people working in garden

$100,000 Humana grant awarded to Keep Tampa Bay Beautiful

The Humana Foundation, the philanthropic arm of Humana Inc., has awarded a one-time, $100,000 grant to Keep Tampa Bay Beautiful as part of its 2013 Humana Communities Benefit-Tampa Bay charitable giving program.

With the $100,000 Humana Communities Benefit-Tampa Bay grant, Keep Tampa Bay Beautiful will develop the Florida Learning Garden, a permanent, one-acre interactive experience at the Florida State Fairgrounds in Tampa. The Florida Learning Garden is designed to educate area residents and visitors on multiple growing techniques and sustainable practices to use in their homes and gardens.

“This transformational grant from Humana will enable us to make the Florida Learning Garden a reality” said Keep Tampa Bay Beautiful Executive Director Debra Evenson. “Our goals with this project are to spur an interest in outdoor activities; inspire volunteers to develop an appreciation for our Florida landscape; and improve green spaces in our communities all across Tampa Bay.”

Since 1989, Keep Tampa Bay Beautiful has been providing environmental education and volunteer opportunities for more than a million local residents in the areas of litter prevention, waste reduction, conservation and beautification.
The award was presented Oct. 24 at the 2013 Humana Communities Benefit-Tampa Bay grant celebration event in Tampa. The Humana Foundation received 40 applications from Tampa Bay nonprofit groups and charitable organizations seeking the $100,000 signature grant.

A diverse panel of local judges, comprised of community leaders, public officials and business representatives, worked with the Humana Foundation to select the 2013 grant recipient.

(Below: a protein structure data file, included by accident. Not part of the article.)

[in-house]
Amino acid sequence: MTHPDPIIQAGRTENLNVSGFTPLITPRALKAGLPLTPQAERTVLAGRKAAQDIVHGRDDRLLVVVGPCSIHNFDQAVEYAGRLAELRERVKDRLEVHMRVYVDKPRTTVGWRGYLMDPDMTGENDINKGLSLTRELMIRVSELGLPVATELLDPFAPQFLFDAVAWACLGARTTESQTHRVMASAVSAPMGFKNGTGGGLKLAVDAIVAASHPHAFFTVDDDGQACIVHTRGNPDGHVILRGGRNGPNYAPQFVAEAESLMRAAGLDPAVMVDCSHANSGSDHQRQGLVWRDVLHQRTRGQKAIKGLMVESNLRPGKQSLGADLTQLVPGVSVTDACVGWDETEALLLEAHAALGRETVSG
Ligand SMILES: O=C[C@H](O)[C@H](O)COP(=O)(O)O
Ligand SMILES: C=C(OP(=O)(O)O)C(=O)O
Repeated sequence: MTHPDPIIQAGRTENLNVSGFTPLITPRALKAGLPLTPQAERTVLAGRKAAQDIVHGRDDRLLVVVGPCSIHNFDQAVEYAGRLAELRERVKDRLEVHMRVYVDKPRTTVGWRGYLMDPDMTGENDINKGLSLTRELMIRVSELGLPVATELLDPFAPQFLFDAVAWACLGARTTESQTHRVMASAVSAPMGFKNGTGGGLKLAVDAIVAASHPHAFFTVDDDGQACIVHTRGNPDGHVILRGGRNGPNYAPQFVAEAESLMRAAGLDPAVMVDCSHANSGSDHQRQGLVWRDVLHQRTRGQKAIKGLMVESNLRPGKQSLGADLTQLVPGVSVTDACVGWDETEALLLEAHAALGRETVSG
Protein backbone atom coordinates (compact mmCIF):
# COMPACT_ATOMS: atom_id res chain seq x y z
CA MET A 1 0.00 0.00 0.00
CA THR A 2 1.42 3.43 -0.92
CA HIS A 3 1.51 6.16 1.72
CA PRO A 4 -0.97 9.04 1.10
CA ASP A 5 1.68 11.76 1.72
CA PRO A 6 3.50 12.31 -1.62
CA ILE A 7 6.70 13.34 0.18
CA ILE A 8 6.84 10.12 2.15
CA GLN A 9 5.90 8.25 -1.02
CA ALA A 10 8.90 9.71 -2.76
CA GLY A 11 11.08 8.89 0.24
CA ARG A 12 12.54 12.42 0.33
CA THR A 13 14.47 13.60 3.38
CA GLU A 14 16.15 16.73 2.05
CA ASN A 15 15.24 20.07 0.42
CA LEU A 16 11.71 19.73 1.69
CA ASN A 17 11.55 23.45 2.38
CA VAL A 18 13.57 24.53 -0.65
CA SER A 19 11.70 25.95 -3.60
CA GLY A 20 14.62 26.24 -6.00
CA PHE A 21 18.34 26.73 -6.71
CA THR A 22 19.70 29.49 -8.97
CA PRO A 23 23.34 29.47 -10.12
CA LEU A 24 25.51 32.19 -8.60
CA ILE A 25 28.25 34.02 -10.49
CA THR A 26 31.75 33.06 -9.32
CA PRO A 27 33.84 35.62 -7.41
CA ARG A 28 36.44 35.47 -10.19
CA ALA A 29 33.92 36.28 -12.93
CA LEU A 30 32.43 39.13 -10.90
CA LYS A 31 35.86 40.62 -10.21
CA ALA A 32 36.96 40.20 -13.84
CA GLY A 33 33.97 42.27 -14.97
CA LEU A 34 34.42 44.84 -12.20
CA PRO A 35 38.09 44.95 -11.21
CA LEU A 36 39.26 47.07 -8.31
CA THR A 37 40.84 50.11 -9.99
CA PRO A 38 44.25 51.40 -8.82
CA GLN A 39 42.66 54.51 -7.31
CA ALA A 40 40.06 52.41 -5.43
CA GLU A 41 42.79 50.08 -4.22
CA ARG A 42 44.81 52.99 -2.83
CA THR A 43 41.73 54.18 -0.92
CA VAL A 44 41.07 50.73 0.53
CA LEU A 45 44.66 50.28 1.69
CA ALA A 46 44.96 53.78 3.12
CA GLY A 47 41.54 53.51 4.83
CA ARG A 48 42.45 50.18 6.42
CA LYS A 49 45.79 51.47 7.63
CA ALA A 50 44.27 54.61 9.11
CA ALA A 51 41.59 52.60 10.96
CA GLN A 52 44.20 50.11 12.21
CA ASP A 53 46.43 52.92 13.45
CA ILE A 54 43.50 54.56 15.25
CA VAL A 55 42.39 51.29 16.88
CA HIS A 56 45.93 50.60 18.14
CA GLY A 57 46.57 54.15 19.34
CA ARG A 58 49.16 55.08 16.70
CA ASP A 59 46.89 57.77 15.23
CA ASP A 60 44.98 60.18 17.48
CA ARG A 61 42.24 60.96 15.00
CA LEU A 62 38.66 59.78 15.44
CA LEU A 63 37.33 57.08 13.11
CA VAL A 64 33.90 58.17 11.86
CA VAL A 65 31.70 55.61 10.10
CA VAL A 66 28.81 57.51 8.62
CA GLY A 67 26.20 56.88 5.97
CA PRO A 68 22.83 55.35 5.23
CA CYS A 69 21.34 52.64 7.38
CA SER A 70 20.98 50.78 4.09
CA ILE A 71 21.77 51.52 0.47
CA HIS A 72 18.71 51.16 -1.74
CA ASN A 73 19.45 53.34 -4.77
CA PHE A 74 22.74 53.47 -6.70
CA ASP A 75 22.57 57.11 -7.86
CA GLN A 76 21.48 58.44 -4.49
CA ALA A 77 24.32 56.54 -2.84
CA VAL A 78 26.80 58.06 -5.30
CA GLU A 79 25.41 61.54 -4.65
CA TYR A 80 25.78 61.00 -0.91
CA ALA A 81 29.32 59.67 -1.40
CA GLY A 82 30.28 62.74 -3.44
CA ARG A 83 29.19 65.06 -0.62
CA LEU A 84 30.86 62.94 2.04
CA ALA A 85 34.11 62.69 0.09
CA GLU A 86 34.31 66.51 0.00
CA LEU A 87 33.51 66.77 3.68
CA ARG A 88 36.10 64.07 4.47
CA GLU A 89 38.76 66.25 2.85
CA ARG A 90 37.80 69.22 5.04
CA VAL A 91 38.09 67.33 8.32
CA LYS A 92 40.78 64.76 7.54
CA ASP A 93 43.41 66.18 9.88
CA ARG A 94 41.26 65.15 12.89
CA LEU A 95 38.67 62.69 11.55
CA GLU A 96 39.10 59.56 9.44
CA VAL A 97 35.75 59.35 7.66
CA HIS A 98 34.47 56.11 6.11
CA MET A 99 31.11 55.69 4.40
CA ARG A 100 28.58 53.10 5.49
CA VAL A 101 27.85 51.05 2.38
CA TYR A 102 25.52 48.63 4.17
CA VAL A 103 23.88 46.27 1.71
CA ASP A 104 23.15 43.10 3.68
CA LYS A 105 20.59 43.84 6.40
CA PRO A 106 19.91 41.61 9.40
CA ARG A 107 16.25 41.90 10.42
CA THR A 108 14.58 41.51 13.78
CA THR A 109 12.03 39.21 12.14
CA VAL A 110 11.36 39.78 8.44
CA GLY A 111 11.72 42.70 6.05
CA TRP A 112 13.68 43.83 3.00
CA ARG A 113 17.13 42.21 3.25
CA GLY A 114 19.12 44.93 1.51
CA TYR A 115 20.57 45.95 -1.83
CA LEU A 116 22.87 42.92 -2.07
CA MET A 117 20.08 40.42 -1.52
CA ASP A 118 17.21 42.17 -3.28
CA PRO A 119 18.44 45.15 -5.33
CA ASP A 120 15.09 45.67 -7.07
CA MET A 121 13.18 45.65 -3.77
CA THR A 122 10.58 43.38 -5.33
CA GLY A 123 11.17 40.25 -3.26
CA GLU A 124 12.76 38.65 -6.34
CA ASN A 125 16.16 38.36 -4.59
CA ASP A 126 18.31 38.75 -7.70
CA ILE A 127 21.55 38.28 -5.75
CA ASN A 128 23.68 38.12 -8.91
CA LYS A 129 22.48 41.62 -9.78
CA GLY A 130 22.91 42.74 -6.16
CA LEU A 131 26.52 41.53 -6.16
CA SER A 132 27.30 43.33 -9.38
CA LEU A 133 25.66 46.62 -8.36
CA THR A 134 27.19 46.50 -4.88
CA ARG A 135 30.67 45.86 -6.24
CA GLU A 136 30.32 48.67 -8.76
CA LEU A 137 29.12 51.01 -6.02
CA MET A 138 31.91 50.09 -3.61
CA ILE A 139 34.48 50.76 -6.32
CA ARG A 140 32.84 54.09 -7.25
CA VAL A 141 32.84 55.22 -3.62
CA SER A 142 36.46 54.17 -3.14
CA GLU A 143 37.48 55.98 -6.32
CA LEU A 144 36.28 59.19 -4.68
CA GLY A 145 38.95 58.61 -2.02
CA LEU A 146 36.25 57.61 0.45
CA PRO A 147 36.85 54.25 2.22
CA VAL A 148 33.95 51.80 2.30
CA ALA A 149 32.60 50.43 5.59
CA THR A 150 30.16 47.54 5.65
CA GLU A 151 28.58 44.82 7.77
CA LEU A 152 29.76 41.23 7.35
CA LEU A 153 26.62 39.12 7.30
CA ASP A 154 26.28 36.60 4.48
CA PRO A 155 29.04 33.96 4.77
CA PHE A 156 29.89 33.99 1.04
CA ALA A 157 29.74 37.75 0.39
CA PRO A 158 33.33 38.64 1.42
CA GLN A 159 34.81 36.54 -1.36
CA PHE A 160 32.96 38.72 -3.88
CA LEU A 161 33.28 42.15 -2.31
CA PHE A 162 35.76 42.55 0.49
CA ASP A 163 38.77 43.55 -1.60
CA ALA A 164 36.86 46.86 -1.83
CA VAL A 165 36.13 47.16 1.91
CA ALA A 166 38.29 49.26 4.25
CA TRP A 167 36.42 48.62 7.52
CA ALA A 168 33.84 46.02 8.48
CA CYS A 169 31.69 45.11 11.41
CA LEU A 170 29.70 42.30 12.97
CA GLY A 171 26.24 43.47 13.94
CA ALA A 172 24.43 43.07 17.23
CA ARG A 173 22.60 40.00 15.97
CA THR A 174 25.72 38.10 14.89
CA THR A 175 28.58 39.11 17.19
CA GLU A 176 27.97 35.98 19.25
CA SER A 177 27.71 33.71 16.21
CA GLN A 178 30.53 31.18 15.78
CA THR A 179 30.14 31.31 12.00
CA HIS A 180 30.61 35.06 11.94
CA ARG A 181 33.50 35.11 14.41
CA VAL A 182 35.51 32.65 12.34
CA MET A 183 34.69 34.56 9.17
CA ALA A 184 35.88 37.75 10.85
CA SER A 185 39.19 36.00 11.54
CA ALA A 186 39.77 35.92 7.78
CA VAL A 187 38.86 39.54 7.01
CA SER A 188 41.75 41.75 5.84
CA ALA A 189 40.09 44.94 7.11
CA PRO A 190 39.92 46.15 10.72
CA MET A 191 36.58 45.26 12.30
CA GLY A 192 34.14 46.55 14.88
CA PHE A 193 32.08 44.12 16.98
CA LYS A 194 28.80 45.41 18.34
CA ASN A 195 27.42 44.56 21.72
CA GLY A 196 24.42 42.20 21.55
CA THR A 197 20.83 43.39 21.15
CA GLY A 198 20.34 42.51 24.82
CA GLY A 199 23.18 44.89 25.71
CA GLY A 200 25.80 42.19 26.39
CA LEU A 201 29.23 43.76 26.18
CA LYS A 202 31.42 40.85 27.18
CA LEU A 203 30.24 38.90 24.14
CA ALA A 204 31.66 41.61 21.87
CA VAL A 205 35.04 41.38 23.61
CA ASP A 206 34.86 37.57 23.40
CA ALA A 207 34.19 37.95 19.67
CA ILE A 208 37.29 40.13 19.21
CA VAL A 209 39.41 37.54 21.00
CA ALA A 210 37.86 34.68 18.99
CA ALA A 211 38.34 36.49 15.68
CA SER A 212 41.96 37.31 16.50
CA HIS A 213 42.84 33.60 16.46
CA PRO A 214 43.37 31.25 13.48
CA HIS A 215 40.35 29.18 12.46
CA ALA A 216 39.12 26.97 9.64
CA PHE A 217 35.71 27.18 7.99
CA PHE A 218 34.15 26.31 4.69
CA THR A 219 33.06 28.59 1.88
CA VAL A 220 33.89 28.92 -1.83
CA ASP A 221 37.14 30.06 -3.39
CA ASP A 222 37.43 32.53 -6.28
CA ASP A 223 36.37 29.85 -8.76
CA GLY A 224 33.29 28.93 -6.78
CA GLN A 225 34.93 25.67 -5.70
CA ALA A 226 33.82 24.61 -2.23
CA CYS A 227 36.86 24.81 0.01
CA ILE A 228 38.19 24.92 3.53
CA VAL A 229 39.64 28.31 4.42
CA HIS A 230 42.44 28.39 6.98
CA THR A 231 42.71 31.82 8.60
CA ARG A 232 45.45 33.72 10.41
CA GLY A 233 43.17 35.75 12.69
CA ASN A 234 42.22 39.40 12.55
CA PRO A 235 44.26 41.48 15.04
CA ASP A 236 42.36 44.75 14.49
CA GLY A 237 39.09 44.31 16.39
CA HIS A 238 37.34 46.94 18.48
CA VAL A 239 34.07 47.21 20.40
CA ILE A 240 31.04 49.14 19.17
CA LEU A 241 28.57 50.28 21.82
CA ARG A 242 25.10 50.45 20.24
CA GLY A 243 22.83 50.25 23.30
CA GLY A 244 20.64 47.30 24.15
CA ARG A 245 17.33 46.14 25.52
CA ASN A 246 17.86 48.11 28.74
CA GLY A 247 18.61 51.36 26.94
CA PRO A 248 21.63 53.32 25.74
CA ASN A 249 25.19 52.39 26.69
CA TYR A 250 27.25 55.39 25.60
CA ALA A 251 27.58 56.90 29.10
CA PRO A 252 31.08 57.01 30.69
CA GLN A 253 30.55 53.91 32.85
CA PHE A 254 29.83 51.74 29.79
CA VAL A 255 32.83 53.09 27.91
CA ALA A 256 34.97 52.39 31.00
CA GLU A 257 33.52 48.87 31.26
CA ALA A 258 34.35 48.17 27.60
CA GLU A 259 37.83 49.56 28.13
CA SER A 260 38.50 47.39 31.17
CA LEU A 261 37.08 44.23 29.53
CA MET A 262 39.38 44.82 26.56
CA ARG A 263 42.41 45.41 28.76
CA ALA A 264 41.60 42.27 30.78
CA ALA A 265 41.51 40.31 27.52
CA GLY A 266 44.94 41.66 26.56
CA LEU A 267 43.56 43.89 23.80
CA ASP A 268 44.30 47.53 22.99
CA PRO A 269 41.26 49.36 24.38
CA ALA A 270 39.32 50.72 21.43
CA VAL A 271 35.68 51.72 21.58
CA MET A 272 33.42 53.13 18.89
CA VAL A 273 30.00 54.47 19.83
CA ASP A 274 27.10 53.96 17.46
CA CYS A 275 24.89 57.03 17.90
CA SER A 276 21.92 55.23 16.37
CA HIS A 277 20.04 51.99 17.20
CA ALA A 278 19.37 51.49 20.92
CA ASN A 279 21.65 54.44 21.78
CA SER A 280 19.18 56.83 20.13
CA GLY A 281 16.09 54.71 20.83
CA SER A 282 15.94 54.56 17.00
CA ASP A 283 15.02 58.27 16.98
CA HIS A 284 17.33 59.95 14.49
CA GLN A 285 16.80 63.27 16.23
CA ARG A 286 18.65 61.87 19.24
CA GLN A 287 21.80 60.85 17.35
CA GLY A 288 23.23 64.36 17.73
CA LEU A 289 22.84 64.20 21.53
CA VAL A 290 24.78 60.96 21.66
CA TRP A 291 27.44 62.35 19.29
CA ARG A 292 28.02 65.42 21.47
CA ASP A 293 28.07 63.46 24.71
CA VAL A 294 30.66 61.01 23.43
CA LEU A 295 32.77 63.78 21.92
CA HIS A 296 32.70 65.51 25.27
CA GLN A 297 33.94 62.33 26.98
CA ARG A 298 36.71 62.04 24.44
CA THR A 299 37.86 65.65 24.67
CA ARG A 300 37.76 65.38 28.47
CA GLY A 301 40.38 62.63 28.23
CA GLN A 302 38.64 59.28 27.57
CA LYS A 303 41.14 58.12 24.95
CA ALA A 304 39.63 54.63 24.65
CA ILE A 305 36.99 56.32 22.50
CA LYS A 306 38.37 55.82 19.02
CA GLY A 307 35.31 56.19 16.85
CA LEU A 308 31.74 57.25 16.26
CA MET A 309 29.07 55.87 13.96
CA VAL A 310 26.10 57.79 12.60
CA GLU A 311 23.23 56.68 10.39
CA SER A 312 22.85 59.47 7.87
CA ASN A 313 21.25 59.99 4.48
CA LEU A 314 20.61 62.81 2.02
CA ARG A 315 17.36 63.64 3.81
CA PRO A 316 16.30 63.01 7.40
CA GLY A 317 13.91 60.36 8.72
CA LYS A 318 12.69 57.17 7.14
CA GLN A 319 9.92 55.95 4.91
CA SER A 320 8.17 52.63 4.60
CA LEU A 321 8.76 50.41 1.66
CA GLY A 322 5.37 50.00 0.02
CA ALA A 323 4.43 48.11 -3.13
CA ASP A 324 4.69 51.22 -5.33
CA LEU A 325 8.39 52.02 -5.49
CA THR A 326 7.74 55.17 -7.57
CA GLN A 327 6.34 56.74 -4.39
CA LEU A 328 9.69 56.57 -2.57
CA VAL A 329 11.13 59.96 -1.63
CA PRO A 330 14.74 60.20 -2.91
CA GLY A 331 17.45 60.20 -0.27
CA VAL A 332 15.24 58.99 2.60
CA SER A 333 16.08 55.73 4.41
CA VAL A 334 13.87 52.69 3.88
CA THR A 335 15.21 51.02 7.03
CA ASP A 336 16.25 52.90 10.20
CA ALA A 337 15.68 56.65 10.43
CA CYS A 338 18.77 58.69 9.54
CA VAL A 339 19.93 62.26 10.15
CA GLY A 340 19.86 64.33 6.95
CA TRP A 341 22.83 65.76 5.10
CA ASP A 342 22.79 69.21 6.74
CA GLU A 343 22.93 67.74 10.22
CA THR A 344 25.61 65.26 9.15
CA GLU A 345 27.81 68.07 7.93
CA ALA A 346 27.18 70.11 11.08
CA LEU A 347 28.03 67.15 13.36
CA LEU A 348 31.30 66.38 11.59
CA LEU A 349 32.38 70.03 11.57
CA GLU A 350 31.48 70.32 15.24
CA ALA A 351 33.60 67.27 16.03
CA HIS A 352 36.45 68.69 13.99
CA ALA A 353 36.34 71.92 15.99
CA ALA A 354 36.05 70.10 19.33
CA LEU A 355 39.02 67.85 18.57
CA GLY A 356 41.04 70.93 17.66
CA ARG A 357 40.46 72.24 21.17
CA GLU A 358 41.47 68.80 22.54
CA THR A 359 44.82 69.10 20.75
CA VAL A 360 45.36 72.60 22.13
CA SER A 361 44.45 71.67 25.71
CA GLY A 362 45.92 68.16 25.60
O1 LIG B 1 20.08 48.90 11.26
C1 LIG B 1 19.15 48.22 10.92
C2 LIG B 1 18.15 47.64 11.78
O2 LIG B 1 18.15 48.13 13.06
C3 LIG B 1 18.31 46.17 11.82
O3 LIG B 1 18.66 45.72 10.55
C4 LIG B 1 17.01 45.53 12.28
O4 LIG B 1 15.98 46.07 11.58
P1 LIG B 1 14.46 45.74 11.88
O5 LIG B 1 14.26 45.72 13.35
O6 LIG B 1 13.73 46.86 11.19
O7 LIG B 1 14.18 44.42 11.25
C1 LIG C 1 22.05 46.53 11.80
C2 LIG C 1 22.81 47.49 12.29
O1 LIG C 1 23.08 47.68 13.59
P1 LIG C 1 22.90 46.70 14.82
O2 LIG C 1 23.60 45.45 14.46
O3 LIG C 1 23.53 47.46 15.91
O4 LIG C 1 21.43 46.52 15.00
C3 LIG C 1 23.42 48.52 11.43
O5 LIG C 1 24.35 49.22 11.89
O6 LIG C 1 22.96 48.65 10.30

“We’re very pleased to award this year’s Humana charitable grant to an outstanding nonprofit organization like Keep Tampa Bay Beautiful, which engages our bay area community through education, the environment and events.” said Dr. Theo Sai, Humana Central Florida Senior Products chief medical officer and 2013 Humana Communities Benefit-Tampa Bay co-chair.

Two other 2013 Humana Communities Benefit-Tampa Bay finalists were awarded smaller grants from the Humana Foundation during this year’s celebratory gala:

  • St. Peter Claver Catholic School: The oldest African-American school in the state of Florida, dating back to 1894, St. Peter Claver’s mission is to provide a safe, nurturing learning environment, while building the character of each student. Today, the Tampa school serves nearly 170 students, offering pre K through eighth-grade classes. For more information, visit http://www.stpeterclavercatholicschool.org/.
  • Starting Right, Now: The Tampa nonprofit aims to end homelessness for a family or unaccompanied youth by helping its participants obtain housing and a job; learn financial literacy; thrive academically; and plan for their future. Each youngster is paired with a personal mentor who offers emotional support and consistency. For more information, go to http://www.startingrightnow.org/.

Returning in 2013 after a four-year absence, the Humana Communities Benefit-Tampa Bay charitable giving program, funded by the Humana Foundation, awards a one-time, $100,000 signature grant to a Tampa Bay area nonprofit 501(c)(3) organization focused on improving health experiences or building healthy communities in the areas of childhood health, intergenerational health and active lifestyles.

Nationwide, this year marks the 10th anniversary of the Humana Communities Benefit program, which is now active in eight cities across the country.

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